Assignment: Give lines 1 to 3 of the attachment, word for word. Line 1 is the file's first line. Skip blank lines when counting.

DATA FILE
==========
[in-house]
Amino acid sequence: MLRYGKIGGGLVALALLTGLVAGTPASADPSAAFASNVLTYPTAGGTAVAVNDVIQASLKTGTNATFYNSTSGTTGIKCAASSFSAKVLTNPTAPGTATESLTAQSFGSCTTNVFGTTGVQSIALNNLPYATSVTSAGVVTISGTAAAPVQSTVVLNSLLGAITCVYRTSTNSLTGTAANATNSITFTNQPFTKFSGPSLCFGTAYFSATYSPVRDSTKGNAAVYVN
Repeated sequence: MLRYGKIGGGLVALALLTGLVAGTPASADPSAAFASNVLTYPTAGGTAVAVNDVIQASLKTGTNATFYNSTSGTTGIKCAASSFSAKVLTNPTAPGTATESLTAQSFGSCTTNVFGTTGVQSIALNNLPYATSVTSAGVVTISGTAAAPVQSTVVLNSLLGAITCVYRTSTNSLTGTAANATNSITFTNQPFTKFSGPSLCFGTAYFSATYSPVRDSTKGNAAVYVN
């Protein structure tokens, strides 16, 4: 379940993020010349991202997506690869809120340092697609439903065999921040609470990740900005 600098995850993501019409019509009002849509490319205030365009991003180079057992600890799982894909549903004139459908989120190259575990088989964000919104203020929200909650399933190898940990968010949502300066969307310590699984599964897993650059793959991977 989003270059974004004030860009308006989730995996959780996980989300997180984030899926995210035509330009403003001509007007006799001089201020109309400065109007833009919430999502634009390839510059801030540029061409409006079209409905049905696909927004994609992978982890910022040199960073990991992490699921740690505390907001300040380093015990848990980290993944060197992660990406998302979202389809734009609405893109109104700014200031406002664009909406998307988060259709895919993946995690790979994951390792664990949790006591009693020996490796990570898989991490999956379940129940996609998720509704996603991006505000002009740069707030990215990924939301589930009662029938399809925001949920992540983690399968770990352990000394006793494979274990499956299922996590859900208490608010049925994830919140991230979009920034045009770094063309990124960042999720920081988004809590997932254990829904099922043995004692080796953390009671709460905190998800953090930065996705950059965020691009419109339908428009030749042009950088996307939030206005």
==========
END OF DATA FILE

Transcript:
[in-house]
Amino acid sequence: MLRYGKIGGGLVALALLTGLVAGTPASADPSAAFASNVLTYPTAGGTAVAVNDVIQASLKTGTNATFYNSTSGTTGIKCAASSFSAKVLTNPTAPGTATESLTAQSFGSCTTNVFGTTGVQSIALNNLPYATSVTSAGVVTISGTAAAPVQSTVVLNSLLGAITCVYRTSTNSLTGTAANATNSITFTNQPFTKFSGPSLCFGTAYFSATYSPVRDSTKGNAAVYVN
Repeated sequence: MLRYGKIGGGLVALALLTGLVAGTPASADPSAAFASNVLTYPTAGGTAVAVNDVIQASLKTGTNATFYNSTSGTTGIKCAASSFSAKVLTNPTAPGTATESLTAQSFGSCTTNVFGTTGVQSIALNNLPYATSVTSAGVVTISGTAAAPVQSTVVLNSLLGAITCVYRTSTNSLTGTAANATNSITFTNQPFTKFSGPSLCFGTAYFSATYSPVRDSTKGNAAVYVN